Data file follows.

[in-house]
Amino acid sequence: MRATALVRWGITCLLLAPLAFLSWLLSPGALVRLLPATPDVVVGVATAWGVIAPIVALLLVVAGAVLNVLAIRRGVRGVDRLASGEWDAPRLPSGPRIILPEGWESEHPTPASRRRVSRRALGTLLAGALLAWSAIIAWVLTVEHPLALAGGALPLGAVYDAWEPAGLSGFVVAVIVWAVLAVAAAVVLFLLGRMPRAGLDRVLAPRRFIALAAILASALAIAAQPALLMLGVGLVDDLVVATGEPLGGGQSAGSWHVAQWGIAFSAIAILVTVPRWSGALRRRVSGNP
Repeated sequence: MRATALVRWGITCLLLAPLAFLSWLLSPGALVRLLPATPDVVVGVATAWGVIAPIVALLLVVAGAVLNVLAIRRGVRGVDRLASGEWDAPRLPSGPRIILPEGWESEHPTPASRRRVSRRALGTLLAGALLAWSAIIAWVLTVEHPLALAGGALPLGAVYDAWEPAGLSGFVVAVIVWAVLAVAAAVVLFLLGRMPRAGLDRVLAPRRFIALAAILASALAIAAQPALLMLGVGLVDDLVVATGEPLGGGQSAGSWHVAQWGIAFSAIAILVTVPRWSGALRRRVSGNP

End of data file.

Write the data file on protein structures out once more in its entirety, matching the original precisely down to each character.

[in-house]
Amino acid sequence: MRATALVRWGITCLLLAPLAFLSWLLSPGALVRLLPATPDVVVGVATAWGVIAPIVALLLVVAGAVLNVLAIRRGVRGVDRLASGEWDAPRLPSGPRIILPEGWESEHPTPASRRRVSRRALGTLLAGALLAWSAIIAWVLTVEHPLALAGGALPLGAVYDAWEPAGLSGFVVAVIVWAVLAVAAAVVLFLLGRMPRAGLDRVLAPRRFIALAAILASALAIAAQPALLMLGVGLVDDLVVATGEPLGGGQSAGSWHVAQWGIAFSAIAILVTVPRWSGALRRRVSGNP
Repeated sequence: MRATALVRWGITCLLLAPLAFLSWLLSPGALVRLLPATPDVVVGVATAWGVIAPIVALLLVVAGAVLNVLAIRRGVRGVDRLASGEWDAPRLPSGPRIILPEGWESEHPTPASRRRVSRRALGTLLAGALLAWSAIIAWVLTVEHPLALAGGALPLGAVYDAWEPAGLSGFVVAVIVWAVLAVAAAVVLFLLGRMPRAGLDRVLAPRRFIALAAILASALAIAAQPALLMLGVGLVDDLVVATGEPLGGGQSAGSWHVAQWGIAFSAIAILVTVPRWSGALRRRVSGNP